The city owes a debt of gratitude to Coventry benefactor David Spencer, for the gift of land for Spencer Park which opened in 1883. He had acquired land in Earlsdon which he donated for a park long before he died in 1888. David Spencer is commemorated by a memorial which says: "This tree was planted in 1925 in memory of David Spencer (1805-1888) a generous benefactor of Coventry who presented this park to the people of Coventry City in 1852." The story goes that in the mid 19th Century the City Council was looking for an area of public land on which they could create a city park. Part of Stivichale Common was eventually identified and work began on a 4 acre site on Warwick Road, which is now known as Top Green. David Spencer believed the area could be improved if the space was increased to provide a good sized recreation ground and he offered the city council 4,000 Guineas to pay for it if they would complete the project. However, the owners of the adjoining land would not sell.
Instead another area of land was found in the form of a large meadow of just over 7 acres which belonged to the Grammar School Trustees. They had bought the land in order to build the new King Henry VIII Grammar School, but this area of meadow was surplus to their needs. The Trustees were glad to sell as the proceeds enabled them to begin their building project earlier than originally envisaged.
In addition to the 7 acre meadow a further small field of 3 acres or so was also bought from Mr RA Dalton who was the owner of a large chunk of the surrounding land. This was later to become the Bowling Green and Tennis Court area. An agreement was also entered into by the Council with the city Freeman's Trustees whereby a new road was to be cut from Warwick Road to the Freeman's land at Earlsdon, this was to become Spencer Road. This was to compensate for the common rights they were losing by the regulation of Stivichale Common and would give them better access between Earlsdon and the railway station and the city. Finally, an extra wedged shape area called Quarry Close, next to the railway line, was also bought from the John Worth estate. This would give access for Earlsdon folk from the Earlsdon Jetty (Albany Road was not built for another 15 years).
On 19 December 1882 there was an official handing over ceremony and a luncheon held in celebration hosted by the mayor and attended by the Corporation, Mr Spencer and many other local worthies. The mayor proposed a toast to Mr David Spencer saying he was “the truest and most generous benefactor, who in his own lifetime at his own expense bestows his bounty for the benefit of his fellows”.
By 1894 a “gymnasium”, as it was called, consisting of swings, roundabouts, slides, see-saws and climbing frames was erected for the children. This was followed some years later by the bowling greens and tennis courts and the pavilion, designed by the City Engineer and opened in August 1915.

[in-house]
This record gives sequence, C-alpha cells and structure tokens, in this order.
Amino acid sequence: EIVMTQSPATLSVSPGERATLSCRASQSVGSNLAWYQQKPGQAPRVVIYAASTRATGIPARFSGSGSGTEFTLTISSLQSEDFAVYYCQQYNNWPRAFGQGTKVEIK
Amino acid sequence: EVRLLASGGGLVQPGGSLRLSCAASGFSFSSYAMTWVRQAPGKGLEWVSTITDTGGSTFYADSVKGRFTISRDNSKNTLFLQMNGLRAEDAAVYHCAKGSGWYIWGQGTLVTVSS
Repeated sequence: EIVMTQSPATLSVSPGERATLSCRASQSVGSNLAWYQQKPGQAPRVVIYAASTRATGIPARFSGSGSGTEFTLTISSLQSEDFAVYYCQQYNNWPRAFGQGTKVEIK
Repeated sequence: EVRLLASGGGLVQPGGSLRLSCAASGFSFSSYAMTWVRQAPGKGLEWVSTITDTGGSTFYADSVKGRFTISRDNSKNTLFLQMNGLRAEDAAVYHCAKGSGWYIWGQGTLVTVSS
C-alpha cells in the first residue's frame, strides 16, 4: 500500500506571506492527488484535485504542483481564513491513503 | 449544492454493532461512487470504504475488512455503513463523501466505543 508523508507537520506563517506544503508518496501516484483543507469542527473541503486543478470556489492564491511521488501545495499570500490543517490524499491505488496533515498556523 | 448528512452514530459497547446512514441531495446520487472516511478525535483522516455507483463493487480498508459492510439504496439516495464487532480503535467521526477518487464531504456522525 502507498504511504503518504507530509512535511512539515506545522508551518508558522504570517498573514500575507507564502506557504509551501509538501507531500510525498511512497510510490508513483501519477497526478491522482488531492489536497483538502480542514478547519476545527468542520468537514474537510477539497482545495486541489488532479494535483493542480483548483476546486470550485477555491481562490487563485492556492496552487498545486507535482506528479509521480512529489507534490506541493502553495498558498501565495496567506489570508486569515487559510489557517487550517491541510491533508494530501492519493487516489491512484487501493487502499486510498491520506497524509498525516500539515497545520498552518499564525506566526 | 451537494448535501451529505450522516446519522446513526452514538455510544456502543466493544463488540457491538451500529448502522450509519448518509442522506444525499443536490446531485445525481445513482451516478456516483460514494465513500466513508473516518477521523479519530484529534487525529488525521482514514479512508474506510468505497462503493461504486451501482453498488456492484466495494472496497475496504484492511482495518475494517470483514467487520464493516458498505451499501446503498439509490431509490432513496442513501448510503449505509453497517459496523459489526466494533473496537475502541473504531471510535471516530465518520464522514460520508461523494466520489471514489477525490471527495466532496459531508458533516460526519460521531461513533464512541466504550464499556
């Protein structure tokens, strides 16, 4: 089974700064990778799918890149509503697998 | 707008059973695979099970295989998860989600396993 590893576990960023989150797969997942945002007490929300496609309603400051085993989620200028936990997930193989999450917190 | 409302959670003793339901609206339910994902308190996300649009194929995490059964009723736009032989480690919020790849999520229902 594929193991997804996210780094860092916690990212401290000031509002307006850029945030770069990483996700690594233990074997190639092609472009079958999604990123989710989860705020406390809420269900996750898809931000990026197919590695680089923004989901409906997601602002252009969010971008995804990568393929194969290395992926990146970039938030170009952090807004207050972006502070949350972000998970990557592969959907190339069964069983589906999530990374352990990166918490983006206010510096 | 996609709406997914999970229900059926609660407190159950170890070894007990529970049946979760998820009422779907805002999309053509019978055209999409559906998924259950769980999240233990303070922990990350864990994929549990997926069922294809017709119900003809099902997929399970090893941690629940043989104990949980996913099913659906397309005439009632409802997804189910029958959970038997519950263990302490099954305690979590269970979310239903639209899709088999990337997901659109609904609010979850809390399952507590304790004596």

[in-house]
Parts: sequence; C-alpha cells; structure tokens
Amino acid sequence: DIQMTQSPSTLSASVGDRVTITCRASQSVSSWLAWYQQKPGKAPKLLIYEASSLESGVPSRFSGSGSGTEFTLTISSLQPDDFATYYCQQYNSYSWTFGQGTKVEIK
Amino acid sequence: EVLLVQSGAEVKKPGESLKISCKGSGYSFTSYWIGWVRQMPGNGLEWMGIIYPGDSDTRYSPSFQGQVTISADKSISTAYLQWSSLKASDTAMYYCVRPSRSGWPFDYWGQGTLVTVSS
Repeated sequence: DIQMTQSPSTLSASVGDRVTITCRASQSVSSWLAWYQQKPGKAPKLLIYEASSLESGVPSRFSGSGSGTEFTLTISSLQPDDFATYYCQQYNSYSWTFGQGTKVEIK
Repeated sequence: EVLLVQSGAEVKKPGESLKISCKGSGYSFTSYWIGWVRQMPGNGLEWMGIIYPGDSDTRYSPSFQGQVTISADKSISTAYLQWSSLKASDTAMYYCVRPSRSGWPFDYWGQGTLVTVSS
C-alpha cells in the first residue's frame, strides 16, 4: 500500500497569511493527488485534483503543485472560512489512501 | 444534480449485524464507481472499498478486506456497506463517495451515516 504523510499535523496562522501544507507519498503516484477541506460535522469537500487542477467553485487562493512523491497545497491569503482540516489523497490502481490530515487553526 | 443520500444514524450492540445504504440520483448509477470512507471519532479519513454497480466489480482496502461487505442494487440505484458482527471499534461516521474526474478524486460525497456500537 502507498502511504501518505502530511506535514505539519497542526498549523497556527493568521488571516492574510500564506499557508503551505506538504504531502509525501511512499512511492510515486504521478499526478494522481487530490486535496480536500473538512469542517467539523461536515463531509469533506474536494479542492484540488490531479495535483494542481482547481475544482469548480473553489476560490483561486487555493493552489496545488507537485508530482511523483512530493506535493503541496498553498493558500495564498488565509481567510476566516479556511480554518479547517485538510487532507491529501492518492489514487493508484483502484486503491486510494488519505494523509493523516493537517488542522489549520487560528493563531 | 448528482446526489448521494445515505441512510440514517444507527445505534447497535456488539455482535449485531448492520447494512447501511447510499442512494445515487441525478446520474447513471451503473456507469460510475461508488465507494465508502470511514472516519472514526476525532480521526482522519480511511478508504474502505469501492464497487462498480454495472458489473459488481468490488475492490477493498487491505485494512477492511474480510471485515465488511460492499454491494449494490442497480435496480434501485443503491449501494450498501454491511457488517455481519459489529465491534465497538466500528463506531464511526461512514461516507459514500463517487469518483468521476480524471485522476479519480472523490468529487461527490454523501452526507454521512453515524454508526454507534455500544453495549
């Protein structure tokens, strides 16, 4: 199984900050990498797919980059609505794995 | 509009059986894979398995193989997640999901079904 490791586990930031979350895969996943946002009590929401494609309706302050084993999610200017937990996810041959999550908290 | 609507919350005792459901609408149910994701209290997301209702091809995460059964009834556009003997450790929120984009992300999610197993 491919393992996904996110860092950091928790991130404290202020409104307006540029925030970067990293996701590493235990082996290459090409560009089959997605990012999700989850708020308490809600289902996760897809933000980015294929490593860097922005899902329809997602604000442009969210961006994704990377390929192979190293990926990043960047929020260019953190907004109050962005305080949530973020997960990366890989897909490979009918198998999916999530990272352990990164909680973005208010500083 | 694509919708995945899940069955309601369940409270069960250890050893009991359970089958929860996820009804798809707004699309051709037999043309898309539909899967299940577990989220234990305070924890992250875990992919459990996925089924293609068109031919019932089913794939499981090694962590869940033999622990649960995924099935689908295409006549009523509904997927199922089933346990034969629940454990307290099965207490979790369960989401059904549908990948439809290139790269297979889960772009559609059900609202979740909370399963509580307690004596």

The Pavilion and Tennis courts, circa 1920
Originally the park stretched from the railway bridge (the iron part of which was constructed in the 1850s to maintain a public right of way through the new railway marshalling and goods yard) to Dalton Road, unbroken by what is now Spencer Avenue. The section of road that runs through the park was added in the early 1900's to link the existing Spencer Road with Albany Road.
Spencer Park 1919
Close to the footpath alongside Spencer Avenue a small stone acts as a reminder of the Cenotaph unveiled on 12th October 1919. The Cenotaph was erected after the ceremony depicted in this postcard but was removed when the City's war memorial was unveiled in War Memorial Park. At the same time an oak was planted that had been grown from an acorn gathered at Verdun in 1916. This original ceremony in 1919 was Coventry's first attempt at a memorial to its dead from the First World War. Despite being performed in very poor weather the ceremony was reportedly attended by thousands who gathered after a procession from Pool Meadow. They collected the Mayor and sword and mace bearers on the way past the Council House. The Mayor, who performed the unveiling ceremony, referred to the cenotaph, not unkindly, as ‘quite home-made affair' as it was constructed of wood in the form of an obelisk surmounted by a cross painted in black and white. It had been designed, built and paid for by discharged soldiers. Clearly a larger memorial had not been planned at this stage as it was hoped that the wooden cenotaph would be replaced by an identical stone one.
'The Barrage Balloon' by Dame Laura Knight
Spencer Park was the subject of a painting by British war artist Dame Laura Knight. 'The Barrage Balloon' depicts members of the ATS preparing a barrage balloon in Spencer Park during the Second World War. The Coventry skyline can be seen in the background.
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